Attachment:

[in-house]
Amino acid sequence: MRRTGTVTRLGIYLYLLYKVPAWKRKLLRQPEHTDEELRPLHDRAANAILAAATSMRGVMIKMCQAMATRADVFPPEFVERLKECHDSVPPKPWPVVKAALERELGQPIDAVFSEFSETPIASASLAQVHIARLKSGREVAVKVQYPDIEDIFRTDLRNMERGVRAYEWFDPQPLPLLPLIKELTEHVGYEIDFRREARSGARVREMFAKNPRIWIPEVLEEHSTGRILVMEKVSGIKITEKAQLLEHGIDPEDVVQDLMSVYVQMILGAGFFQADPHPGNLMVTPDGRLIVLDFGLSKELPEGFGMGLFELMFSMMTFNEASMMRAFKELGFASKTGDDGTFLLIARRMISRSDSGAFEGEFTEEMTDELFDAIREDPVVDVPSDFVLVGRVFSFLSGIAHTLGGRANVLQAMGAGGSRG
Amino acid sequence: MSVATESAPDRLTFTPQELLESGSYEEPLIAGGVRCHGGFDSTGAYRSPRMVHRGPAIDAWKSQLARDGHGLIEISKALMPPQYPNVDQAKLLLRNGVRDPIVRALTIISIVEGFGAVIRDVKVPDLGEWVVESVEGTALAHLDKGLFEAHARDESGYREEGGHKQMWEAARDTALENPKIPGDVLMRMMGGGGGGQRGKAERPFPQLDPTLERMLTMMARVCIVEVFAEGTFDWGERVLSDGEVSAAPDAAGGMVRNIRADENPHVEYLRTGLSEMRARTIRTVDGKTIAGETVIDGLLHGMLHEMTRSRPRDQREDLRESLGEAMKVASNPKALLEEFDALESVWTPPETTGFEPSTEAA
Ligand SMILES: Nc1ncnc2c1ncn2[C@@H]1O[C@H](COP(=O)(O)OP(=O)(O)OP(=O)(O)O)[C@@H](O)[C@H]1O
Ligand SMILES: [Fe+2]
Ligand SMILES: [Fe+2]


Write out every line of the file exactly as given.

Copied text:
[in-house]
Amino acid sequence: MRRTGTVTRLGIYLYLLYKVPAWKRKLLRQPEHTDEELRPLHDRAANAILAAATSMRGVMIKMCQAMATRADVFPPEFVERLKECHDSVPPKPWPVVKAALERELGQPIDAVFSEFSETPIASASLAQVHIARLKSGREVAVKVQYPDIEDIFRTDLRNMERGVRAYEWFDPQPLPLLPLIKELTEHVGYEIDFRREARSGARVREMFAKNPRIWIPEVLEEHSTGRILVMEKVSGIKITEKAQLLEHGIDPEDVVQDLMSVYVQMILGAGFFQADPHPGNLMVTPDGRLIVLDFGLSKELPEGFGMGLFELMFSMMTFNEASMMRAFKELGFASKTGDDGTFLLIARRMISRSDSGAFEGEFTEEMTDELFDAIREDPVVDVPSDFVLVGRVFSFLSGIAHTLGGRANVLQAMGAGGSRG
Amino acid sequence: MSVATESAPDRLTFTPQELLESGSYEEPLIAGGVRCHGGFDSTGAYRSPRMVHRGPAIDAWKSQLARDGHGLIEISKALMPPQYPNVDQAKLLLRNGVRDPIVRALTIISIVEGFGAVIRDVKVPDLGEWVVESVEGTALAHLDKGLFEAHARDESGYREEGGHKQMWEAARDTALENPKIPGDVLMRMMGGGGGGQRGKAERPFPQLDPTLERMLTMMARVCIVEVFAEGTFDWGERVLSDGEVSAAPDAAGGMVRNIRADENPHVEYLRTGLSEMRARTIRTVDGKTIAGETVIDGLLHGMLHEMTRSRPRDQREDLRESLGEAMKVASNPKALLEEFDALESVWTPPETTGFEPSTEAA
Ligand SMILES: Nc1ncnc2c1ncn2[C@@H]1O[C@H](COP(=O)(O)OP(=O)(O)OP(=O)(O)O)[C@@H](O)[C@H]1O
Ligand SMILES: [Fe+2]
Ligand SMILES: [Fe+2]